Wednesday, July 06, 2011

Match Point (2005)

Rather like that other memorable London-based movie Closer, Woody Allen's Match Point has profound failings baked into its very fabric, and yet somehow manages to end up as a markedly satisfying experience.

As for those failings, let's start with those which have nothing to do with the location. Whilst not irritatingly 'stagey' like that of Closer, too often the dialogue here is clumsily unrealistic, with characters delivering lines too obviously scripted to convey information to the audience rather than the designated interlocutor on screen.

There's no attempt at disguise and Allen has made things harder for himself by crafting his story with such one dimensional characters out of whose mouths any sort of nuance would have seemed unrealistic in its own way. Having given this aspect of the film some consideration, I'm not so sure however that it is a failing as such. Jonathan Rys-Myers delivers and eerily empty performance as retired tennis-pro Chris Evans, inscrutable in his calculating moral detachment. If any of the other main players had been more rounded, the subtlety of this impersonation might have been drowned out. (The script does her few favours, but Johansson appears to be trying hard with Nola, especially drunk Nola.)

Anyway, the real problems here have to do with the switch from NYC to London, facilitated by a load of dosh from the BBC. Maybe there wasn't time to rethink the narrative too carefully, but the first sign of trouble shows up with Evans apparently using a knowledge of Dostoevsky and opera and presenting himself generally as "non trivial" in order to gain entry to the upper echelons of British society. Like that would work!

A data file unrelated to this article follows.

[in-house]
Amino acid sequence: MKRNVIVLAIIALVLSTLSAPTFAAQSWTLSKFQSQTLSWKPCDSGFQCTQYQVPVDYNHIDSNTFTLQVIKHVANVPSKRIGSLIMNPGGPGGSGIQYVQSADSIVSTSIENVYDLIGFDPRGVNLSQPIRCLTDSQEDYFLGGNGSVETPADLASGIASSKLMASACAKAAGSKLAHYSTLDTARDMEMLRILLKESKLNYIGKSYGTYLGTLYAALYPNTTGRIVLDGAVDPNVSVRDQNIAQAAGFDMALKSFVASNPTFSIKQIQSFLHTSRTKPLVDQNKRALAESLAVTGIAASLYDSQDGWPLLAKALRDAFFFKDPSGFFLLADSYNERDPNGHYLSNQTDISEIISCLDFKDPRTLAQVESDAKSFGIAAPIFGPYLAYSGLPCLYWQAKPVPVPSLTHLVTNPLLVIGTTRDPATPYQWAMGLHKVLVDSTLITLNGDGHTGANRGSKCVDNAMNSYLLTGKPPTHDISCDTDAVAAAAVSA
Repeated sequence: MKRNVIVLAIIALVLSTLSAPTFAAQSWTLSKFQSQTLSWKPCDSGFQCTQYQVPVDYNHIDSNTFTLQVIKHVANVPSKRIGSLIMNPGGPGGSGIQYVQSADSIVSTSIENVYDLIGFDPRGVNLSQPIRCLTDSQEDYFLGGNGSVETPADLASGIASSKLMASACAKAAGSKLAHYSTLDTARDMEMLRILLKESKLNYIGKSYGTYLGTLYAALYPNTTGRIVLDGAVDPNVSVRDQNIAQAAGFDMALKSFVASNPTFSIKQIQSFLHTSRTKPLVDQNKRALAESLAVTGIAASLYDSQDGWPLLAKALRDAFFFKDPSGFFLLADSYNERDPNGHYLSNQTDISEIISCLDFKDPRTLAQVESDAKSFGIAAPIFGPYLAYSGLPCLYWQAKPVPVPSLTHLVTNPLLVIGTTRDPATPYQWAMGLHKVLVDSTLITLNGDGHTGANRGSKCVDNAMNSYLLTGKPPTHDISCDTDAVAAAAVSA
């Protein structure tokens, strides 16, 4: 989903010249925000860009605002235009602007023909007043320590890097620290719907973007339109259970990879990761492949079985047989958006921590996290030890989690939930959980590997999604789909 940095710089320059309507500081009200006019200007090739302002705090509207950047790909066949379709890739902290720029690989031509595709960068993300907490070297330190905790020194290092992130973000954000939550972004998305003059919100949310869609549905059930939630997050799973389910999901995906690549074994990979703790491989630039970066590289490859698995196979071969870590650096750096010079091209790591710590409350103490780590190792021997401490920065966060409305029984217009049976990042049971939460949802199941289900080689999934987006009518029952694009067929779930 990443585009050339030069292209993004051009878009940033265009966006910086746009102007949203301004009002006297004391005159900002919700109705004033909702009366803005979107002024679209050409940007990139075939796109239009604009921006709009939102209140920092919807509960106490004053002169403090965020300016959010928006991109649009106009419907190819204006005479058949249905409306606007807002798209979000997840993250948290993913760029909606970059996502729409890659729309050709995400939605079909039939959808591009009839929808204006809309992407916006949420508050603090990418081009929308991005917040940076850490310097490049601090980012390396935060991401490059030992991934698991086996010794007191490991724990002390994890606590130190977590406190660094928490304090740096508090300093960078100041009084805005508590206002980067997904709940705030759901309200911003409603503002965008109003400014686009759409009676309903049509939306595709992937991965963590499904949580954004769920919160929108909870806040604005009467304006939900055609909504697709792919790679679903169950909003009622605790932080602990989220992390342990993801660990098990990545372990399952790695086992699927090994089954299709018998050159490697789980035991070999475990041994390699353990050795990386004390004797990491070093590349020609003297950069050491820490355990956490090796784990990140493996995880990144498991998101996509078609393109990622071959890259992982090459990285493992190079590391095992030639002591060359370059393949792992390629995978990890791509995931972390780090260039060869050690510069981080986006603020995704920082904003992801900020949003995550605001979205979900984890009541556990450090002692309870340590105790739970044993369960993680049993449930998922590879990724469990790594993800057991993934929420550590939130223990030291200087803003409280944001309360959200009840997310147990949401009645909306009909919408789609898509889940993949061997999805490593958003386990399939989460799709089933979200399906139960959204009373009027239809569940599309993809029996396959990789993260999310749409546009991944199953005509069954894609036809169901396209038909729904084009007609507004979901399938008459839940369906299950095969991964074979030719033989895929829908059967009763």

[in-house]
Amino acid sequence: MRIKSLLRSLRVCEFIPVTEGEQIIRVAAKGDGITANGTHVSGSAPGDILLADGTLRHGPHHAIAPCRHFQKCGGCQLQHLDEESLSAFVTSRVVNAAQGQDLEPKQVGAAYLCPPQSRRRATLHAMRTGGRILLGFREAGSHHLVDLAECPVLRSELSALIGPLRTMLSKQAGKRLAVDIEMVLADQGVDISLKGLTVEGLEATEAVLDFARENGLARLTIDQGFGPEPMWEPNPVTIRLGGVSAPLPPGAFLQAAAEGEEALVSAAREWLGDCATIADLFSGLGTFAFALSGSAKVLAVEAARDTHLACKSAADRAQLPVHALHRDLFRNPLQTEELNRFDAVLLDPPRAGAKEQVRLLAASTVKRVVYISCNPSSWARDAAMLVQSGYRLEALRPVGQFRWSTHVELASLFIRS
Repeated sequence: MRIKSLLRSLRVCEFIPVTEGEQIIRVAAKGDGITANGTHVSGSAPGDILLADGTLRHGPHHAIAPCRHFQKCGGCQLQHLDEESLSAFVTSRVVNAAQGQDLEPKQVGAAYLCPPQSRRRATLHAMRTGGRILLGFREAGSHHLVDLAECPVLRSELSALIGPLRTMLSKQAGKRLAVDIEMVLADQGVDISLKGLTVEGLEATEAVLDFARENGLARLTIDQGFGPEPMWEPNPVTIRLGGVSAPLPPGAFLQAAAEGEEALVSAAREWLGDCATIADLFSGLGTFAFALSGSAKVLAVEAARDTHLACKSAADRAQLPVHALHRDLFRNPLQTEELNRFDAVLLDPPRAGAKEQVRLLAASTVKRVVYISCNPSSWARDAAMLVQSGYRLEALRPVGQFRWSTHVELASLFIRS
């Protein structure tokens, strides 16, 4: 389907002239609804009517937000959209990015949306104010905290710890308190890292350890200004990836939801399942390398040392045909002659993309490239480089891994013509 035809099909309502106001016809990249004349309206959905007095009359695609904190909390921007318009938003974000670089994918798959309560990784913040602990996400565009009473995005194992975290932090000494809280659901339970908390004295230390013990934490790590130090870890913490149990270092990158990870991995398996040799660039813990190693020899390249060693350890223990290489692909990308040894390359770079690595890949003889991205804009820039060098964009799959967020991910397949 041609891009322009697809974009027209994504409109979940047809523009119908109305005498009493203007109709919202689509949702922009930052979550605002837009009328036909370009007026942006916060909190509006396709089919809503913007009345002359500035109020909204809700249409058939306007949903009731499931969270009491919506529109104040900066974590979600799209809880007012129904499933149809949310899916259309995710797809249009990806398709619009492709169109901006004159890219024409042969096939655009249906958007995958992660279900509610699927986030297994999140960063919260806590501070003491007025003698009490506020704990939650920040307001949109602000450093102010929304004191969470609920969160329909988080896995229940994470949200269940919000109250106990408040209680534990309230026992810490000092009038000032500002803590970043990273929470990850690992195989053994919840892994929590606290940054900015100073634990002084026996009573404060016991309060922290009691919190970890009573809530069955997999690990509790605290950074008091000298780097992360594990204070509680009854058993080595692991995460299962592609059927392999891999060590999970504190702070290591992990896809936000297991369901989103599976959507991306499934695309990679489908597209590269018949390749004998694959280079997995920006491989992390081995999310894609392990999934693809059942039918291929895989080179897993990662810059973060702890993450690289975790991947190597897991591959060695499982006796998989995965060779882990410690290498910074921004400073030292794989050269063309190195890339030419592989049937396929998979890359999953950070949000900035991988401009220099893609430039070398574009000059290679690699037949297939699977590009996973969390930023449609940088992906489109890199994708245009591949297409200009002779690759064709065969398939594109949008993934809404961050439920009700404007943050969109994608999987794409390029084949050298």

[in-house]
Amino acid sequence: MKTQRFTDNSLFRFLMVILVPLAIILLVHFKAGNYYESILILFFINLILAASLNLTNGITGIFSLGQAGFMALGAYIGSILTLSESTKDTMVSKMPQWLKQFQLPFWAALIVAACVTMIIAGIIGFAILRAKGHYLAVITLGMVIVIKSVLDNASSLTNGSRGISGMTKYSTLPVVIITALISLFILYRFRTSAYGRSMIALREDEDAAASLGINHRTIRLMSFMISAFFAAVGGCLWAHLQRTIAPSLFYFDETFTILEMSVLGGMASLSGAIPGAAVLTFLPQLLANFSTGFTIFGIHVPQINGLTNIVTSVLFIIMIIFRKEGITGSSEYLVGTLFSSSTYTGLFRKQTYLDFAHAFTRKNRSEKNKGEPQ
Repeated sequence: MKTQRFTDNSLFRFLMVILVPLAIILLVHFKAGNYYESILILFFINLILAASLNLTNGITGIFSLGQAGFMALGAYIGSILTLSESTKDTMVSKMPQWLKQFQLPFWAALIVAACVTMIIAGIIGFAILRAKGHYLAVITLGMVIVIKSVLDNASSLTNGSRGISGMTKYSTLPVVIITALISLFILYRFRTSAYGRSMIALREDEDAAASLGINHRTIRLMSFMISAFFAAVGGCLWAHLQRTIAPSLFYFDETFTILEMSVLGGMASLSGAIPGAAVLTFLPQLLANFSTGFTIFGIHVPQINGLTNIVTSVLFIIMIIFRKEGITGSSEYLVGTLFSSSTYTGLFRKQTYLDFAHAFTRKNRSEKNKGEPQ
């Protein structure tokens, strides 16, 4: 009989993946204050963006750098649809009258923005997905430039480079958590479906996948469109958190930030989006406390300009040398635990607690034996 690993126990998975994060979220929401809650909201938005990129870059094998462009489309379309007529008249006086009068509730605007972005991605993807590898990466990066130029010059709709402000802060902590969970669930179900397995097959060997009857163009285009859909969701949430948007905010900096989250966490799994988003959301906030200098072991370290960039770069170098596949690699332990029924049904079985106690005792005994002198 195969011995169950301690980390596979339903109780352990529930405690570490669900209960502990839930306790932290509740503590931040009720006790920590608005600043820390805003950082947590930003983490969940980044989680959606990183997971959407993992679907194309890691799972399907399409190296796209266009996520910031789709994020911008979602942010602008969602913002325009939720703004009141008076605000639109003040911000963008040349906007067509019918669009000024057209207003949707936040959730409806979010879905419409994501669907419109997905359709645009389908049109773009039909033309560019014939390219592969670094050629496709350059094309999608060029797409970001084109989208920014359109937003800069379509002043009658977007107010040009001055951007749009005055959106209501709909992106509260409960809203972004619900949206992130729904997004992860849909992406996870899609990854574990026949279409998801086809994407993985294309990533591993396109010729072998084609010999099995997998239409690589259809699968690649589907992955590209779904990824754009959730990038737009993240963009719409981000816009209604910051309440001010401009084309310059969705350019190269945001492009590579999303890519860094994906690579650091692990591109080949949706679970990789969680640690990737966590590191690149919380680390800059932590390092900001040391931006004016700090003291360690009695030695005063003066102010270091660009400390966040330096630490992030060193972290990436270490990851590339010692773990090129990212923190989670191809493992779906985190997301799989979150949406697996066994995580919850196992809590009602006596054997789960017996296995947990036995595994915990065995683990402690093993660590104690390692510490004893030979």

Back in Manhattan of course, there's a much clearer association between high society and high culture, between cosmopolitanism and support for the arts (as well as charity in general).

Only recently I was at one of London's leading arts venues with Frode. and having noted how unaffected our fellow audience-members were, he duly confided to me that the realisation had come to him rather belatedly in life that New York is a far more snobbish, class-based environment than London. This didn't come as news to me, as I recalled my father's experiences when he opened an office over there in the 80s and his future partners attempted to impress him with evenings at the sick-making University Club. And then there was my own visit to the Met last May, where the lobby's fill up with individuals one would hesitate to describe as unaffected.

Our class system is not non-existent for sure, but for outsiders it's certainly a bit of a minefield and Allen comes out of this little foray into it minus his foot. Brian Cox has been about as miscast as his namesake the TV professor of physics would have been as the country pad patrician. And the lines this bizarre family deliver are packed with jarring solecisms, bogus 'U' vocabulary and bizarre non-sequiturs; my personal favourite being "I grew up in Belgravia, so...", largely because I could say it myself, but of course wouldn't.

I suppose this may be an issue which is only going to bother us Brits. But there are subsidiary issues of verisimilitude. I mean, how likely is it that two tennis players from these islands good enough to play on the main ATP tour, would meet by chance on Old Bond Street? A location Allen reuses for yet another non-tennis related fortuitous encounter in the movie. This was surely intended to be Fifth Avenue in the original conception. I wonder whether it also had Nola penciled in as a Brit?!


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